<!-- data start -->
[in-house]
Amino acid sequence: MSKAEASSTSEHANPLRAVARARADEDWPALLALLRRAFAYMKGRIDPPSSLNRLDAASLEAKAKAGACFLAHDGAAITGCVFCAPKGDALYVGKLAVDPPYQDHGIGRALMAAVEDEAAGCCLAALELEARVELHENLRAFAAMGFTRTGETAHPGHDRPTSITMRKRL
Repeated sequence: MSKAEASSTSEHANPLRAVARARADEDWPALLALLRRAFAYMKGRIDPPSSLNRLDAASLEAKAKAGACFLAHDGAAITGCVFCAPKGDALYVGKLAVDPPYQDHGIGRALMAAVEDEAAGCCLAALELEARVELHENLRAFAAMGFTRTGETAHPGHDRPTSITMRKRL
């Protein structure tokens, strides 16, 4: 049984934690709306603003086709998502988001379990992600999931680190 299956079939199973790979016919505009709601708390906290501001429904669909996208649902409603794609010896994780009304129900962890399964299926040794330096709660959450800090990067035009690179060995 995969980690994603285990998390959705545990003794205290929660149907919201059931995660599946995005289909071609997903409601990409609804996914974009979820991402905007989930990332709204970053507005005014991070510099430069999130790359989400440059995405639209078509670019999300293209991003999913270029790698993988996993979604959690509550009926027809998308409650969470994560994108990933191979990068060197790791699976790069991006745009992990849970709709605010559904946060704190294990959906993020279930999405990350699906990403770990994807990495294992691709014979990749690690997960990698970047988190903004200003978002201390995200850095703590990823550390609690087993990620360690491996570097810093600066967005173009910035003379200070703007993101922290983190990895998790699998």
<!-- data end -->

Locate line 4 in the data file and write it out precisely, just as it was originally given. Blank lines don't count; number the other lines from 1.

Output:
């Protein structure tokens, strides 16, 4: 049984934690709306603003086709998502988001379990992600999931680190 299956079939199973790979016919505009709601708390906290501001429904669909996208649902409603794609010896994780009304129900962890399964299926040794330096709660959450800090990067035009690179060995 995969980690994603285990998390959705545990003794205290929660149907919201059931995660599946995005289909071609997903409601990409609804996914974009979820991402905007989930990332709204970053507005005014991070510099430069999130790359989400440059995405639209078509670019999300293209991003999913270029790698993988996993979604959690509550009926027809998308409650969470994560994108990933191979990068060197790791699976790069991006745009992990849970709709605010559904946060704190294990959906993020279930999405990350699906990403770990994807990495294992691709014979990749690690997960990698970047988190903004200003978002201390995200850095703590990823550390609690087993990620360690491996570097810093600066967005173009910035003379200070703007993101922290983190990895998790699998």